77.81
1.51
78.91
0.94
79.72
0.44
80.86
0.67
80.70
1.32
80.37
1.22
80.59
1.03
81.78
1.41
MMDW
74.88
0.23
79.18
0.10
81.20*
0.11
82.19*
0.25
83.10*
0.41
84.62*
0.09
85.54*
0.44
85.27*
0.22
87.82*
0.37
planetoid
51.310
50.620
47.630
44.490
36.120
27.770
29.150
29.150
28.410
GCN
29.98
0.26
30.67
0.53
30.75
0.51
29.66
0.84
30.35
0.59
30.84
0.42
31.08
1.36
31.49
1.05
27.90
1.86
GESF
69.58
2.12
78.08
1.16
81.37
2.01
84.16
0.41
85.60
1.49
85.66
1.16
86.17
0.38
87.68
0.46
88.27
0.77
CiteSeer deepwalk
51.66
0.73
54.68
1.28
56.15
0.64
56.59
0.37
56.92
1.04
57.78
0.88
56.92
0.70
56.71
1.39
59.40
0.49
node2vec
51.97*
1.09
55.17*
1.22
56.28
0.41
55.82
1.03
57.44
0.54
57.49
1.07
57.42
1.38
56.89
1.87
57.95
1.07
MMDW
55.36
0.60
60.98
0.56
62.00
0.17
63.89
0.12
66.59
0.27
69.00*
0.15
69.72*
0.82
70.40*
0.93
70.64*
0.31
planetoid
41.530
41.620
40.190
37.880
32.910
29.060
20.820
21.110
21.390
GCN
21.00
0.05
19.07
1.40
20.93
0.28
20.91
0.44
19.52
0.72
20.20
0.68
20.54
2.91
20.90
1.82
18.78
1.49
GESF
46.50
2.61
53.26
1.62
59.68*
0.43
62.47*
1.32
66.41*
1.20
69.76
0.49
71.77
2.13
72.16
1.55
77.64
1.69
Pubmed deepwalk
76.98*
0.33
77.48
0.20
77.68
0.09
77.72
0.17
77.99
0.48
78.00
0.19
78.12
0.50
78.60
0.63
78.21
0.89
node2vec
77.47
0.20
77.89
0.16
78.09*
0.20
78.25*
0.25
78.53*
0.44
78.34*
0.35
78.29*
0.46
78.81*
0.61
78.56*
0.68
MMDW - - - - - - - - -
planetoid
39.310
43.400
40.500
40.410
40.320
40.440
40.820
40.510
41.130
GCN
39.43
0.38
39.34
0.45
39.56
0.38
39.46
0.59
39.10
0.45
39.08
0.42
39.31
0.19
39.48
0.84
39.07
0.93
GESF
73.19
0.44
77.70*
0.64
78.47
0.38
79.63
0.46
80.23
0.49
81.05
0.69
81.53
0.36
81.77
0.24
82.62
0.59
Wikipedia deepwalk
57.44*
0.67
62.04*
0.84
63.15*
0.77
64.77*
0.56
65.74*
0.50
66.63*
0.84
65.69
1.73
66.61
1.06
66.17
3.04
node2vec
57.65
1.24
61.73
0.56
62.31
1.42
64.23
1.08
64.94
0.007
66.24
1.06
65.63
1.67
65.99
1.36
66.50
3.66
MMDW
53.05
0.54
59.45
0.35
62.85
0.55
62.42
0.07
64.26
1.09
66.46
0.85
67.50*
0.48
67.37*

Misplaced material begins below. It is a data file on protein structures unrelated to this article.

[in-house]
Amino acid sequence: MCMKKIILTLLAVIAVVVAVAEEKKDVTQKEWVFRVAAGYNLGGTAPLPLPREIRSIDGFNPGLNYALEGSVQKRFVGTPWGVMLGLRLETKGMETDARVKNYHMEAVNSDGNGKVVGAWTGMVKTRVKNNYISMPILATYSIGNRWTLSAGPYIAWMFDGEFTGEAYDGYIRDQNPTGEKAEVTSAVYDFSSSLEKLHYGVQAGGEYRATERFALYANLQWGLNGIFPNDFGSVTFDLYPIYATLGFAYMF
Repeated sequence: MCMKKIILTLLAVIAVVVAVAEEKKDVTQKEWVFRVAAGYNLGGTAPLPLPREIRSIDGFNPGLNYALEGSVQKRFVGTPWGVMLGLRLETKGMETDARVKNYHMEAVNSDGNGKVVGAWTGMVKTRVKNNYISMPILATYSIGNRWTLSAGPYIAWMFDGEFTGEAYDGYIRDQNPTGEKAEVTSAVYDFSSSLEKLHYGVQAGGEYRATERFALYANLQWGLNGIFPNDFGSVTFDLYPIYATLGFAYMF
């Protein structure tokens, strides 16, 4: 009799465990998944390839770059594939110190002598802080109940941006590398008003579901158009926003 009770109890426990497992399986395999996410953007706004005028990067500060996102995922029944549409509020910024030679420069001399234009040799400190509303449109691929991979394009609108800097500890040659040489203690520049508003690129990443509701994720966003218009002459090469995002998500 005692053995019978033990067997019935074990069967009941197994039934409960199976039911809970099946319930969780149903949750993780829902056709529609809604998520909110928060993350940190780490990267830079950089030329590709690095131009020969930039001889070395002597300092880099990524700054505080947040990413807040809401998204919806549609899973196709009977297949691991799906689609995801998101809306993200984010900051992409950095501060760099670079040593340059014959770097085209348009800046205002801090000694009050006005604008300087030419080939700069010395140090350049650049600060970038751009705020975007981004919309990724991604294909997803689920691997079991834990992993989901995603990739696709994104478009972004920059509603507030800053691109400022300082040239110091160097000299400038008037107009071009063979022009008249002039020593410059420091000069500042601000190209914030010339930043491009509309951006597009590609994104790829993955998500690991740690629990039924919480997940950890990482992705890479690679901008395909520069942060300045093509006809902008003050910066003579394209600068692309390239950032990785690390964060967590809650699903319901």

0.56
70.20*
1.22
planetoid
10.020
12.620
12.040
14.060
16.870
21.880
28.390
14.520
55.600
GCN
11.01
0.47
11.19
0.23
11.38
0.48
11.34
0.33
11.47
0.43
10.85
0.84
10.49
1.44
12.20
1.15
11.81
0.24
GESF
55.38
1.66
63.12
1.07
64.92
1.23
67.36
0.48
68.63
0.65
70.72
0.77
70.37
2.59
72.84
1.56
73.61
2.14
Email-eu deepwalk
61.11*
4.71
67.81*
2.59
71.15*
2.73
72.54*
1.79
75.30*
0.58
74.53*
1.38
75.48
1.92
75.72*
2.53
77.60*
3.56
node2vec
60.60
4.97
66.59
2.81
69.84
2.39
71.91
1.16
74.38
0.64
74.28
2.29
75.81*
1.76
75.62
2.20
76.00
2.68
MMDW
36.76
0.90
40.72
2.54
43.22
0.61
43.01
1.52
46.11
1.23
44.94
0.38
48.08
1.21
53.62
0.83
65.50
1.34
planetoid
46.470
58.760
55.460
54.300
52.880
50.120
49.670
55.940
57.430
GCN
0.63
0.13
0.58
0.07
0.80
0.08
0.66
0.00
0.73
0.41
0.66
0.14
4.58
5.64
0.50
0.00
0.50
0.71
GESF
64.97
6.80
68.78
2.18
72.31
2.56
73.74
0.67
75.43
0.99
76.70
1.42
77.30
2.77
79.27
2.50
81.67
1.53

MMDW takes over 64GB memory on the experiment of Pubmed. The results of MMDW are not available in this comparison.

Table 1: Accuracy (%) of Multi-class Classification Experiments

4.2 Comparison on heterogeneous graphs

We next conduct evaluation on heterogeneous graphs, where learned node embedding vectors are used for multi-label classification.

Datasets

The used datasets include

  • DBLP (ji2010graph) is an academic community network. Here we obtain a subset of the large network with two types of nodes, authors and key words from authors’ publications. The generated subgraph includes (authors) + (key words) vertexes. The link between a pair of author indicates the coauthor relationships, and the link between an author and a word means the word belongs to at least one publication of this author. There are 66,832 edges between pairs of authors and 338,210 edges between authors and words. Each node can have multiple labels out of four in total.

  • BlogCatalog (Wang-etal10) is a social media network with 55,814 users and according to the interests of users, they are classified into multiple overlapped groups. We take the five largest groups to evaluate the performance of methods. Users and tags are two types of nodes. The 5,413 tags are generated by users with their blogs as keywords. Therefore, tags are shared with different users and also have connections since some tags are generated from the same blogs. The number of edges between users, between tags and between users and tags are about 1.4M, 619K and 343K respectively.

Methods for Comparison

To illustrate the validation of the performance of GESF on heterogeneous graphs, we conduct the experiments on two stages: (1) comparing GESF with Deepwalk (perozzi2014deepwalk) and node2vec (grover2016node2vec) on the graphs by treating all nodes as the same type (GESF with in a homogeneous setting); (2) comparing GESF with the state-of-art heterogeneous graph embedding method, metapath2vec (dong2017metapath2vec), in a heterogeneous setting. The hyper-parameters of the method are fine-tuned and metapath2vec++ is chosen as the option for the comparison.

Experiment Setup and Results